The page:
New device may ease mammography discomfort

November 25, 2014

CHICAGO - Researchers have developed a new device that may result in more comfortable mammography for women. According to a study being presented next week at the annual meeting of the Radiological Society of North America (RSNA), standardizing the pressure applied in mammography would reduce pain associated with breast compression without sacrificing image quality.

Compression of the breast is necessary in mammography to optimize image quality and minimize absorbed radiation dose. However, mechanical compression of the breast in mammography often causes discomfort and pain and deters some women from mammography screening.

An additional problem associated with compression is the variation that occurs when the technologist adjusts compression force to breast size, composition, skin tautness and pain tolerance. Over-compression, or unnecessarily high pressures during compression, is common in certain European countries, especially for women with small breasts. Over-compression occurs less frequently in the United States, where under-compression, or extremely low applied pressure, is more common.

"This means that the breast may be almost not compressed at all, which increases the risks of image quality degradation and extra radiation dose," said Woutjan Branderhorst, Ph.D., researcher in the Department of Biomedical Engineering and Physics at the Academic Medical Center in Amsterdam.

Overall, adjustments in force can lead to substantial variation in the amount of pressure applied to the breast, ranging from less than 3 kilopascals (kPa) to greater than 30 kPa.

Dr. Branderhorst and colleagues theorized that a compression protocol based on pressure rather than force would reduce the pain and variability associated with the current force-based compression protocol. Force is the total impact of one object on another, whereas pressure is the ratio of force to the area over which it is applied.

The researchers developed a device that displays the average pressure during compression and studied its effects in a double-blinded, randomized control trial on 433 asymptomatic women scheduled for screening mammography.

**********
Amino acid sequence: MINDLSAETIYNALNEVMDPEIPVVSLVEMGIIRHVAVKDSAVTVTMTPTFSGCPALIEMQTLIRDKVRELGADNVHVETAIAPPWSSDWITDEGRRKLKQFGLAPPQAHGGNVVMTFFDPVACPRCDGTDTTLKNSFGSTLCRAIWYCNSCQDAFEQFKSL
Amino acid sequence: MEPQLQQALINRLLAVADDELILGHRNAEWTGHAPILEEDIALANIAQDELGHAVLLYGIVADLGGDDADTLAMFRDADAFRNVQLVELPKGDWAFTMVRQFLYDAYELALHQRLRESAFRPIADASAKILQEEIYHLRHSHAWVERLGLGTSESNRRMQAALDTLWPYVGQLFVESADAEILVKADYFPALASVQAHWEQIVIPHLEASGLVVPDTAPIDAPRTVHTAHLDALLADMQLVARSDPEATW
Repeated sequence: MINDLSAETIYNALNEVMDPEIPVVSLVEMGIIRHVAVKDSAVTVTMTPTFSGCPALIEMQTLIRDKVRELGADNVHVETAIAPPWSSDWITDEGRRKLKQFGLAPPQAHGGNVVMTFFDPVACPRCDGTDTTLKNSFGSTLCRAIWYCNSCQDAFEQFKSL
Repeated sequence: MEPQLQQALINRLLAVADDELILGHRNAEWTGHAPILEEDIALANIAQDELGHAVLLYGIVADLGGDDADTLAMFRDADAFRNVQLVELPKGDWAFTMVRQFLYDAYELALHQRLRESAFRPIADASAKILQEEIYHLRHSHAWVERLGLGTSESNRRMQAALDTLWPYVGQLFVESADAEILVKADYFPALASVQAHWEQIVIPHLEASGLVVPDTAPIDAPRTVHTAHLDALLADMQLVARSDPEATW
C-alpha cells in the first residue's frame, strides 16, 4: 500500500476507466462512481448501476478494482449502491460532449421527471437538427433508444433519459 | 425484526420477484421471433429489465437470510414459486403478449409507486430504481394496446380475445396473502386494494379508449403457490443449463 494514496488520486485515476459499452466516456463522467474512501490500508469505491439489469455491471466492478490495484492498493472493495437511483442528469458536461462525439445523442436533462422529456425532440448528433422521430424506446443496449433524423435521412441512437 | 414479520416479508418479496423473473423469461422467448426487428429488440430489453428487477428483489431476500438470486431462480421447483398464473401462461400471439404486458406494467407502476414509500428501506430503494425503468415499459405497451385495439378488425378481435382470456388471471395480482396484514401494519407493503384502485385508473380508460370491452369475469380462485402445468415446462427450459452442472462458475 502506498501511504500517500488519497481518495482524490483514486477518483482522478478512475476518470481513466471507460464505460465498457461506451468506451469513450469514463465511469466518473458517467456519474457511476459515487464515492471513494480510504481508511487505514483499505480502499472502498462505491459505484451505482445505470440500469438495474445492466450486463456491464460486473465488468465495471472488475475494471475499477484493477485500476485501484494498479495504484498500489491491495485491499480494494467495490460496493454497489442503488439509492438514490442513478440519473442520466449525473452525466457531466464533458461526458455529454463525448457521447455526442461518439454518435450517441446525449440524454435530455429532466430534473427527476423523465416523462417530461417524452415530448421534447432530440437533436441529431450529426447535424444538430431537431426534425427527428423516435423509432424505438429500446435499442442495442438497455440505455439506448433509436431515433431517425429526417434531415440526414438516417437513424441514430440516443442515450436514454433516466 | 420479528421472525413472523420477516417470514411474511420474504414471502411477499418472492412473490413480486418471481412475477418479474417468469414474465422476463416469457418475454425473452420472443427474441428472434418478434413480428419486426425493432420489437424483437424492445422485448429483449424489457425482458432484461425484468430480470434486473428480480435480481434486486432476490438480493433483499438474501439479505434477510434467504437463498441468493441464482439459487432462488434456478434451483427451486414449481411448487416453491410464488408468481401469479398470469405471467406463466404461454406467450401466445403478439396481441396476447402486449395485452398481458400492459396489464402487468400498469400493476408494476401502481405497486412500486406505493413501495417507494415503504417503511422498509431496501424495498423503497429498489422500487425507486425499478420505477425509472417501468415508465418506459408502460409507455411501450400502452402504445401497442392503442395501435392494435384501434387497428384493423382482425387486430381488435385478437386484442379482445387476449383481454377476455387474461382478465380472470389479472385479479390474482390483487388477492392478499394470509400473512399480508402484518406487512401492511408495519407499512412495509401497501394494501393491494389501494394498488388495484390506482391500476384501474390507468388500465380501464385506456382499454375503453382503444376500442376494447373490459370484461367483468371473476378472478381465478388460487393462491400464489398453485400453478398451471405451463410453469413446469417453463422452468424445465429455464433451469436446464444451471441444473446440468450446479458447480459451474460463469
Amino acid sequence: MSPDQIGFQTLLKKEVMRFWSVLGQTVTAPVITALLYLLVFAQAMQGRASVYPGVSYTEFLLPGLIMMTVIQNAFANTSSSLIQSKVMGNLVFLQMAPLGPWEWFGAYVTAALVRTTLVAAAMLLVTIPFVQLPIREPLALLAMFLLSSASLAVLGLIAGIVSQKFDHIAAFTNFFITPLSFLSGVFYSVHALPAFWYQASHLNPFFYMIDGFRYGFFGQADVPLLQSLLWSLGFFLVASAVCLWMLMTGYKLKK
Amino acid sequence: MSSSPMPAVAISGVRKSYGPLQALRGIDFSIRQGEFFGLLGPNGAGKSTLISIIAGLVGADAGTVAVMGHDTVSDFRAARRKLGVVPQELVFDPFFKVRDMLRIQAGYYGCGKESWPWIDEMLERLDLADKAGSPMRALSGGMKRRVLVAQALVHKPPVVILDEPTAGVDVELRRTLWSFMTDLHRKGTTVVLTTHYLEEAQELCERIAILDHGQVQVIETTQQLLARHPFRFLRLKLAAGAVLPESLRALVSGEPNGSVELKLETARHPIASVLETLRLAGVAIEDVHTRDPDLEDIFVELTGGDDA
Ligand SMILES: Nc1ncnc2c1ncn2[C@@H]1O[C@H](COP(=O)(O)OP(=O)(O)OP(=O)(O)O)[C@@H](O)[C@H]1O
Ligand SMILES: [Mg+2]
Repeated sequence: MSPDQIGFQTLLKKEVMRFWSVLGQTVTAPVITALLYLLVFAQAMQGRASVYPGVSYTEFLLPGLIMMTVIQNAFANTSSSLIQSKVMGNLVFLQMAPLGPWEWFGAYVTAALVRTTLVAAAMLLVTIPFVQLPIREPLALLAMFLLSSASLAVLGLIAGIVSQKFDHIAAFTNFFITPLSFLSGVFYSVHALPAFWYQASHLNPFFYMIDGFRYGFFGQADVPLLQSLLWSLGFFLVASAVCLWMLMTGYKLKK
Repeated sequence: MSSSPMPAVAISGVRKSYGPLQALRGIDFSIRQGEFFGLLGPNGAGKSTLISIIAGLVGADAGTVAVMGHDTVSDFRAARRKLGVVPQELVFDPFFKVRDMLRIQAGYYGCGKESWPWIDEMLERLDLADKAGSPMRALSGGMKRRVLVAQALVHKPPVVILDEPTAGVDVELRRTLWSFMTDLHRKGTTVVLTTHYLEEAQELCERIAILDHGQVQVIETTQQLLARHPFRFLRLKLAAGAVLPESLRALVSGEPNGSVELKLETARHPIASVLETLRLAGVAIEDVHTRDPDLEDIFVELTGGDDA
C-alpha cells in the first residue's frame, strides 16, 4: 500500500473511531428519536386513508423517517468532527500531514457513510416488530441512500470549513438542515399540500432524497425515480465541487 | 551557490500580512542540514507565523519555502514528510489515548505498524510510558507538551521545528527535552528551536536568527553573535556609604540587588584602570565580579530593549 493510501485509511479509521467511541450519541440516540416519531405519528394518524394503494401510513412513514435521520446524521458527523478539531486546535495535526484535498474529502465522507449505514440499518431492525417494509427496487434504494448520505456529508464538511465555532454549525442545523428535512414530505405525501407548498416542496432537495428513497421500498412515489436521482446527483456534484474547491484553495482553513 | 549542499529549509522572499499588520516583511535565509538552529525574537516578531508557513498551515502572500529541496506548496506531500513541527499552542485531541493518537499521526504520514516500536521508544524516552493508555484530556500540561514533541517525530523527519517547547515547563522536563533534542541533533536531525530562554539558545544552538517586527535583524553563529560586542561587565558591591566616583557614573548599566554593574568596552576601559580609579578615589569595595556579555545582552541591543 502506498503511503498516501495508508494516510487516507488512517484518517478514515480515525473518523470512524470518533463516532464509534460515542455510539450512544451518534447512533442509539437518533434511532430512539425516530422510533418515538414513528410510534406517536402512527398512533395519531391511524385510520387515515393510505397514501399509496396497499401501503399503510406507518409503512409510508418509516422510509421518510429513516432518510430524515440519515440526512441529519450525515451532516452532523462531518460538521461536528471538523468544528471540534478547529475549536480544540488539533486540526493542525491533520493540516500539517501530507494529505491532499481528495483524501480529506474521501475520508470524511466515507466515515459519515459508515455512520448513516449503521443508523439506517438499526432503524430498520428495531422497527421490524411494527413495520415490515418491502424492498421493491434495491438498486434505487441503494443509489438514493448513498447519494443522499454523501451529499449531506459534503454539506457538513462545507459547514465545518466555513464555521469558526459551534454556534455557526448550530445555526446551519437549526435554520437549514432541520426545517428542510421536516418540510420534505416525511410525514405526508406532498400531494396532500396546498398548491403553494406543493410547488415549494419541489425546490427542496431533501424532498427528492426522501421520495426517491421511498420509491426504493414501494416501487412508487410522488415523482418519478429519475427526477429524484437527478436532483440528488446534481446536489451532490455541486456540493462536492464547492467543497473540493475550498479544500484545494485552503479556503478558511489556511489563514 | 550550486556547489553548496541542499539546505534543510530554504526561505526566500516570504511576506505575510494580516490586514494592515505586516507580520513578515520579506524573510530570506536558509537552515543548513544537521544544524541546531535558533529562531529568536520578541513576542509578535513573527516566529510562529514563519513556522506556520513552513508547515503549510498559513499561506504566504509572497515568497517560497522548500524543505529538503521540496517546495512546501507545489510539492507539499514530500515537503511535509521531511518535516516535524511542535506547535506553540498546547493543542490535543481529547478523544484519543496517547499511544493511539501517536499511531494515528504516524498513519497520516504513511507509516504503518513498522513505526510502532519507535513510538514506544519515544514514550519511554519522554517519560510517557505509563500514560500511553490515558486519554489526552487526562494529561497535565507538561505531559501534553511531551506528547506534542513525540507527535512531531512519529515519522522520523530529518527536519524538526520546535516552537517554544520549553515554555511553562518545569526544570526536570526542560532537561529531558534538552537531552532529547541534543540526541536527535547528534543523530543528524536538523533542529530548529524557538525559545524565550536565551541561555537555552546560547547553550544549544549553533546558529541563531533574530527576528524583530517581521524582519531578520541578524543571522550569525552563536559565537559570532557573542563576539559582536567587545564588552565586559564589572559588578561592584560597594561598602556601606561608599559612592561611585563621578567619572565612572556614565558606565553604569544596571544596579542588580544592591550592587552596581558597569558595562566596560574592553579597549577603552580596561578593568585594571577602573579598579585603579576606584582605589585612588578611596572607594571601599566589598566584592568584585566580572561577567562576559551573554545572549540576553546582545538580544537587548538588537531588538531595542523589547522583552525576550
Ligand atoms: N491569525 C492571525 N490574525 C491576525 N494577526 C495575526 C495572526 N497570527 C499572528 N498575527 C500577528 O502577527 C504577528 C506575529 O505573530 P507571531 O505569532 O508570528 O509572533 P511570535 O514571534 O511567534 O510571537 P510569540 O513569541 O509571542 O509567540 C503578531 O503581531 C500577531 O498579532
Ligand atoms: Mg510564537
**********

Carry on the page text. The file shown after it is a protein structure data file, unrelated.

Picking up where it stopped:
Three of the four compressions for each participant were standardized to a target force of 14 dekanewtons (daN). One randomly assigned compression was standardized to a target pressure of 10 kPa.

Participants scored pain on a numerical rating scale, and three experienced breast screening radiologists indicated which images required a retake. The 10 kPa pressure did not compromise radiation dose or image quality, and, on average, the women reported it to be less painful than the 14 daN force.

The study's implications are potentially significant, Dr. Branderhorst said. There are an estimated 39 million mammography exams performed every year in the U.S. alone, which translates into more than 156 million compressions. Pressure standardization could help avoid a large amount of unnecessary pain and optimize radiation dose without adversely affecting image quality or the proportion of required retakes.

"Standardizing the applied pressure would reduce both over- and under-compression and lead to a more reproducible imaging procedure with less pain," Dr. Branderhorst said.

The device that displays average pressure is easily added to existing mammography systems, according to Dr. Branderhorst.

"Essentially, what is needed is the measurement of the contact area with the breast, which then is combined with the measured applied force to determine the average pressure in the breast," he said. "A relatively small upgrade of the compression paddle is sufficient."

Further research will be needed to determine if the 10 kPa pressure is the optimal target.

The researchers are also working on new methods to help mammography technologists improve compression through better positioning of the breast.